Manipur Chief Minister N Biren Singh has asserted that the Centre’s ongoing peace talks with the NSCN-IM in Delhi won’t affect the territorial boundaries of his state.
The Union government has assured that the views of the Manipur people would be heard before a final agreement with the National Socialist Council of Nagaland (Isak-Muivah) was inked, Singh told the media in Imphal late Thursday evening.
Various civil society organisations in Manipur, Arunachal Pradesh, and Assam have strongly voiced their opposition to any decision that affected the territorial boundaries of these states.
United Committee Manipur (UCM), one of the influential civil society groups, has again urged the government and state leaders to make their stand clear on the issue.
The UCM said it always welcomed the peace process in the north-eastern region but would not compromise on any agreement that affected the territorial integrity of Manipur in any way.
According to officials in Nagaland, a nine-member NSCN-IM team led by its chief negotiator Thuingaleng Muivah has been holding informal talks with the Centre since Monday in New Delhi as a prelude to formal parleys expected to begin after August 15. Some significant development on the issue is expected by September.
While officials of the Home Ministry and the Nagaland government refused to say anything on the talks, the NSCN-IM delegation has expressed resentment against Nagaland Governor RN Ravi, who is also the Centre’s interlocutor for parleys with various Naga outfits.
The NSCN-IM and intelligence sources said that while many of the 31 demands of the Nagas have been almost resolved, differences remain over a separate flag and separate Constitution.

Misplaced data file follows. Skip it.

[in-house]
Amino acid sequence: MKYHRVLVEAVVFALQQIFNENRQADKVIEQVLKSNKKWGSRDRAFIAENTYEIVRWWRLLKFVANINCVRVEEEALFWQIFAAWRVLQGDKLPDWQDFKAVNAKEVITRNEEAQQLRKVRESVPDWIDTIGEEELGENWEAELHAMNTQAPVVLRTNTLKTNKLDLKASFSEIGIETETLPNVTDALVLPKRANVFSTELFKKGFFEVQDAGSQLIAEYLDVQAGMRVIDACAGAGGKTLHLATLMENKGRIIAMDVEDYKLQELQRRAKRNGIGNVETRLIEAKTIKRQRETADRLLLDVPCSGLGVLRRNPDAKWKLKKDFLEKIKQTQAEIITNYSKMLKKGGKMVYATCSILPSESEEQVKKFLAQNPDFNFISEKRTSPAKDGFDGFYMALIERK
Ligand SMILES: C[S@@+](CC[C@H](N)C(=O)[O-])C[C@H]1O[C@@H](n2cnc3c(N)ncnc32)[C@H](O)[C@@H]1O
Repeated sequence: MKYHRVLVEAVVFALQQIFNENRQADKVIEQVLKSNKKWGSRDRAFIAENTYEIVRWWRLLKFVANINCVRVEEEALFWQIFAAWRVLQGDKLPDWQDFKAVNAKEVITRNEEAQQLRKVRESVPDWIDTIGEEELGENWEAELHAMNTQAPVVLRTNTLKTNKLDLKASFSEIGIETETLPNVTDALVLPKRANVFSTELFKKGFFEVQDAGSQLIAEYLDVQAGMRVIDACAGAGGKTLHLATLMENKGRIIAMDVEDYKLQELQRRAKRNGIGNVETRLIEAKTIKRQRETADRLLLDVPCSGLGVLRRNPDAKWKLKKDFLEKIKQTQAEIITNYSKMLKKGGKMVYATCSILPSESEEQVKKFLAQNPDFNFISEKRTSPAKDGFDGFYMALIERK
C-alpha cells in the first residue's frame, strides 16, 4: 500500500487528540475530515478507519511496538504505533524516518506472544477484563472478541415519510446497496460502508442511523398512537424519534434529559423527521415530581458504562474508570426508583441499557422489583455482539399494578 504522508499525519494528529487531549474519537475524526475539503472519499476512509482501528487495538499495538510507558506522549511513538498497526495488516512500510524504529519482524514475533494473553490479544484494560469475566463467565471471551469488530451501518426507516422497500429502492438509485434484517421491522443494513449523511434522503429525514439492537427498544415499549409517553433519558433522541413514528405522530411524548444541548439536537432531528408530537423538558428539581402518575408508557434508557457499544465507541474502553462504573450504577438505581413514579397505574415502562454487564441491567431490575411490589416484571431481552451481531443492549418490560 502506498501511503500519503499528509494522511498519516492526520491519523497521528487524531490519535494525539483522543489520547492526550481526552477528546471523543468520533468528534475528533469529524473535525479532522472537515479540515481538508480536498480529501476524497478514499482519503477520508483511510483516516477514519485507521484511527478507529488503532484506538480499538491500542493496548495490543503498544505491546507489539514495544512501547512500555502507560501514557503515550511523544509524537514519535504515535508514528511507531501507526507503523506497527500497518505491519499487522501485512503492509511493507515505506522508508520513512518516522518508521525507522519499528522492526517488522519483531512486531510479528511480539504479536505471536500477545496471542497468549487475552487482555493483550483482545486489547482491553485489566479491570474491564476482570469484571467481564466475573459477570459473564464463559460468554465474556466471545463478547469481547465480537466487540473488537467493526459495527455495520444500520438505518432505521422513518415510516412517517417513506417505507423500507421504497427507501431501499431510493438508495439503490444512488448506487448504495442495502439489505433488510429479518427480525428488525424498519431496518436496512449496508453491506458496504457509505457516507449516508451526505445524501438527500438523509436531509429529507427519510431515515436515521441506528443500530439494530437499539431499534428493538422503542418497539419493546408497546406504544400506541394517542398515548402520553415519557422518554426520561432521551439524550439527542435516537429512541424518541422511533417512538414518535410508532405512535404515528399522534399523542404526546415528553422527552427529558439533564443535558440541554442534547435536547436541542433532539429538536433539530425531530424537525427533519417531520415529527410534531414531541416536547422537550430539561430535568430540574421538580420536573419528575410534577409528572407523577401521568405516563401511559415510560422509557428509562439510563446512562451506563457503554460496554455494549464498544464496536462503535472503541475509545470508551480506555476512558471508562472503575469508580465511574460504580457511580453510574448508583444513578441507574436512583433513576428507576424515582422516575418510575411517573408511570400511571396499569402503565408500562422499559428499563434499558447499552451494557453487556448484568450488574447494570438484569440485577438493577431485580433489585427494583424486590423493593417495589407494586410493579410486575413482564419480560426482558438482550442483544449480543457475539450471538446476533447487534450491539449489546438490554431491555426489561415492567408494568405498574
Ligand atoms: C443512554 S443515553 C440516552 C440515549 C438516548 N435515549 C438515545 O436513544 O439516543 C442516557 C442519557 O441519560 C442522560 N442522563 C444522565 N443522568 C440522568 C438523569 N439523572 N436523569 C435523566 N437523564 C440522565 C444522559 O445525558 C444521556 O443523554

In the last couple of months, the NSCN-IM has been criticising the central government for what it called the delay in the talks.
Meanwhile, reacting to some organisations’ demand to replace Ravi as the government’s interlocutor in the peace talks, 14 Apex Naga Tribal Hohos of Nagaland and the Lotha Hoho, in separate statements, have backed his continuance of an interlocutor.
In another development, the All Arunachal Pradesh Students’ Union has reiterated that there are no Nagas in their state, as claimed by the NSCN-IM, and asserted that any “territorial changes” while finding a solution to the Naga problem would not be tolerated.
Nagalim, a long-pending demand of the NSCN-IM for a separate Naga state, encompasses the Naga-inhabited areas of Myanmar as well as parts of north-eastern states bordering Nagaland. The Nagalim map the outfit published a few years back includes Tirap, Changlang, Longding, Anjaw, Lohit, and Namsai districts of Arunachal Pradesh.
Student and social organisations in Assam are also opposed to any settlement that affects the territorial boundaries of the state.
The NSCN-IM has held a number of rounds of negotiations with the central government in Delhi and even outside India after signing a ceasefire pact in August 1997. The Modi government signed a “framework agreement” with the NSCN-IM in 2015.